``````const compareWords = (targetWord, comparedWord) => {
const costs = [0,0,0]; // each slot is associated with a MATCH, INSERT, or DELETE cost
const INSERT_COST = 0;
const DELETE_COST = 0;
const matrix;
let i, j, k; // counters

// initialize the matrix 2D array
// our first row
for (i = 0; i < targetWord.length; i++) {
matrix[i].cost = 0;
if (i > 0) {
matrix[i].parent = 'I'; // for insert cost
} else {
matrix[i].parent =  -1; // no parent since we're in the top corner
}
}
// our first column
for (j = 0; j < compareWord.length; j++) {
matrix[j].cost = 0;
if (j > 0) {
matrix[j].parent = 'D'; // for deletion cost
} else {
matrix[j].parent = -1;
}
}

// determine costs
for (i = 1; i < targetWord.length; i++) {
for (j = 1; j < compareWord.length; j++) {
// match cost
costs = matrix[i-1][j-1].cost + (compareWord[i] === targetWord[j] ? 0 : 1);
// insert cost
costs = matrix[i][j-1].cost + 1; // always costs 1 to insert a letter into our target word
// delete cost
costs = matrix[i-1][j].cost + 1; // always costs 1 to delete a letter from our target word

// assume match cost is cheapest at first
matrix[i][j].cost = costs;
matrix[i][j].parent = 'M'; // for an exact match being made
for (k = 0; k < 3; k++) {
if (costs[k] < matrix[i][j].cost) {
matrix[i][j].cost = costs[k];
matrix[i][j].parent = k === 0 ? 'M' : k === 1 ? 'I' : 'D';
}
}
}
}

// find the final cost at the end of both words
return matrix[targetWord.length-1][compareWord.length-1].cost;
}
``````

So what is this really doing? There’s really 4 parts to this solution:

### 1. Matrix initialization

We know that the edges along the rows and columns have a fixed cost at the extremes. When you compare a word to nothing, the cost scales linearly by letter as you add one more. And we know that a blank word carries no cost.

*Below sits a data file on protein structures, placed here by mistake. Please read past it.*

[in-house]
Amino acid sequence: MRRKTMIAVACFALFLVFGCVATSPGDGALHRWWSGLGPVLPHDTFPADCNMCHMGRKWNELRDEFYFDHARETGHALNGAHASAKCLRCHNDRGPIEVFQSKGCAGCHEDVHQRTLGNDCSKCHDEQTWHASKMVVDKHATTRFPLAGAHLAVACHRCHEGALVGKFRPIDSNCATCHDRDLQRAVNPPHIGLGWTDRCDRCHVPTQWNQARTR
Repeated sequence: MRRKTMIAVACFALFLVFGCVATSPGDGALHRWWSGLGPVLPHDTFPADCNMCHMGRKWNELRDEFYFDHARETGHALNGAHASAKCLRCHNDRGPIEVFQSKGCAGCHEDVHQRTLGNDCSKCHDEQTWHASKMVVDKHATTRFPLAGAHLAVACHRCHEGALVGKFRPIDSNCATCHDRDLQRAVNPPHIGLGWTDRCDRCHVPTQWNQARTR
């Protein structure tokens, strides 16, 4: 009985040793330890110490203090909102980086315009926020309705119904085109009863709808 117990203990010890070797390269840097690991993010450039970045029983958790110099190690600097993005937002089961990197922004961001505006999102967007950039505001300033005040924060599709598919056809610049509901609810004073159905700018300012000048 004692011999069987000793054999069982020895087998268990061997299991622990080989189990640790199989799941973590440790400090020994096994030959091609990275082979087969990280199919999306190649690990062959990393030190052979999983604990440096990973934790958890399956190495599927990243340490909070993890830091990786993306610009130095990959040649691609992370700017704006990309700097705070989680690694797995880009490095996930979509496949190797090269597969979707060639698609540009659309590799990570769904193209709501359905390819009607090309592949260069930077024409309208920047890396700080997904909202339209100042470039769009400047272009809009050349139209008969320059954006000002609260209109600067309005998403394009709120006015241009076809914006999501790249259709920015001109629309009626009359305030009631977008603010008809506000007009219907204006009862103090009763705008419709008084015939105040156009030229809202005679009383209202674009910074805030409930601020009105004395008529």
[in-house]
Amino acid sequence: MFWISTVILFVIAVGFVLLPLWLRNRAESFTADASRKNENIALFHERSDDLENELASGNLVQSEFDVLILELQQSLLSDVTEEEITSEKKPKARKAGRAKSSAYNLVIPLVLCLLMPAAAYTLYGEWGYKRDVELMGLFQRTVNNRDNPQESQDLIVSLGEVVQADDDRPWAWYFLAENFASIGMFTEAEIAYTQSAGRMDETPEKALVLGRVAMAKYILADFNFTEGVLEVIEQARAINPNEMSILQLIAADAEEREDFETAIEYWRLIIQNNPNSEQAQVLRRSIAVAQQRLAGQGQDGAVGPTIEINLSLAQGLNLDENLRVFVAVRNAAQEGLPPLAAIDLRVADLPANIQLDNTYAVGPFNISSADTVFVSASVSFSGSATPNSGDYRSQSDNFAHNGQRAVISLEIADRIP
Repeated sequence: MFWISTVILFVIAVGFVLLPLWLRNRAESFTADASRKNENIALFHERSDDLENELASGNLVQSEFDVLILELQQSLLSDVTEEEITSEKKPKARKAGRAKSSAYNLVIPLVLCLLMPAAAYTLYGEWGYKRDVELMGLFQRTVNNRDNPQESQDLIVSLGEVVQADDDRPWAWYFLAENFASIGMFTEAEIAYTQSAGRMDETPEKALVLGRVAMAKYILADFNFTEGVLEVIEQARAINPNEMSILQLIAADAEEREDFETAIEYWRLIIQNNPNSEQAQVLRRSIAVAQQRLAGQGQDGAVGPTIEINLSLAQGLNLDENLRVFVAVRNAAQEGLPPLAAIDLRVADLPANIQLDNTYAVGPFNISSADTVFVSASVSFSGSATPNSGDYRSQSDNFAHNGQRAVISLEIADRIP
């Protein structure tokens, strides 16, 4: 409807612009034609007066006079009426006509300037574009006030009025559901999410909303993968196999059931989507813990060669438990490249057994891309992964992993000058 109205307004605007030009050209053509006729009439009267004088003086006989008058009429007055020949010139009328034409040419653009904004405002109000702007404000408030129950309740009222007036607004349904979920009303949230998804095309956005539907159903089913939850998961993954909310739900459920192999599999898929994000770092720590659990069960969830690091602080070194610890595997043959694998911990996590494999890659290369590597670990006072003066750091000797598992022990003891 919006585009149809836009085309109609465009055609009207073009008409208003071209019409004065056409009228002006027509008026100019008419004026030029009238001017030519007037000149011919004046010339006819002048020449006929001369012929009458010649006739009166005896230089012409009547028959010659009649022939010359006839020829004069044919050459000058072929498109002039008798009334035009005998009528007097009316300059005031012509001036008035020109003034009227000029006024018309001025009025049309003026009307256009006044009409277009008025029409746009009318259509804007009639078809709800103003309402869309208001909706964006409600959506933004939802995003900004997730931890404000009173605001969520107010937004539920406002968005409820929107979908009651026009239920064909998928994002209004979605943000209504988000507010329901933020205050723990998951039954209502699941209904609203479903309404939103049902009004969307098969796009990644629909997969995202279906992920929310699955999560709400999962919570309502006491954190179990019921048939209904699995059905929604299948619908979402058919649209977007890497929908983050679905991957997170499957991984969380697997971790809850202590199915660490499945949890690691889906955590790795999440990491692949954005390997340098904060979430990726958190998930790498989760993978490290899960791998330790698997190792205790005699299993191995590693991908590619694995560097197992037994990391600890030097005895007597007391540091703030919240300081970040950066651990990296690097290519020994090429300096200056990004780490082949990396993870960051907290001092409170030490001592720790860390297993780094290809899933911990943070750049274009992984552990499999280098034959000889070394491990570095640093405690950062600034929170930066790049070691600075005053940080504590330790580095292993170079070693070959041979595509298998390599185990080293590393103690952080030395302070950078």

### 2. Cost calculation

Next, we compare the current position in the matrix to some previous adjacent cell. That leaves us with 3 calculations to compute:

1. Moving up and to the left. We assume we matched the previous cell (i.e. if we matched, both characters can advance) so all that is left to calculate is if the cell matches or not. It costs 0 for an exact match and 1 if we have to substitute one letter for the other.
2. Moving up. Our target character had to advance once without advancing our comparison word. In other words, we had to insert a character which carries a cost of 1 no matter what.
3. Moving left. Converseley, if our target character cannot advance but our comparison word did, we would need to delete a character to reduce matching costs which, again, has a price of 1 no matter what.

### 3. Optimize our path forward

Now that our costs are calculated in comparison to previous adjacent cells, we can find the minimum cost thus far. We just iterate through all of the cost enumerations and pick the cheapest one of the three. From here we can begin moving onto the next cell in the matrix.

### 4. Determine the total cost

Once we’ve enumerated through every cell in the cost matrix, we simply find the final cost at the very bottom of our matrix, which has compared every letter in our `targetWord` with every letter in our `compareWord`. That final cost is the cheapest cost to navigate from the target word to our comparison word.

## String comparisons solve a few problems

The beauty of this solution is that it can really work in a variety of other problems:

### Substring matching

Need to spellcheck just a word within a whole text? Initializing the first row removes the conditional to assign an insertion cost since we’re not trying to build one string into the other. Then in step 4, rather than count the cost of the letter in the big text, we just find the cost at the last point in our substring rather than the whole text.

### Longest Common Subsequence (LCS)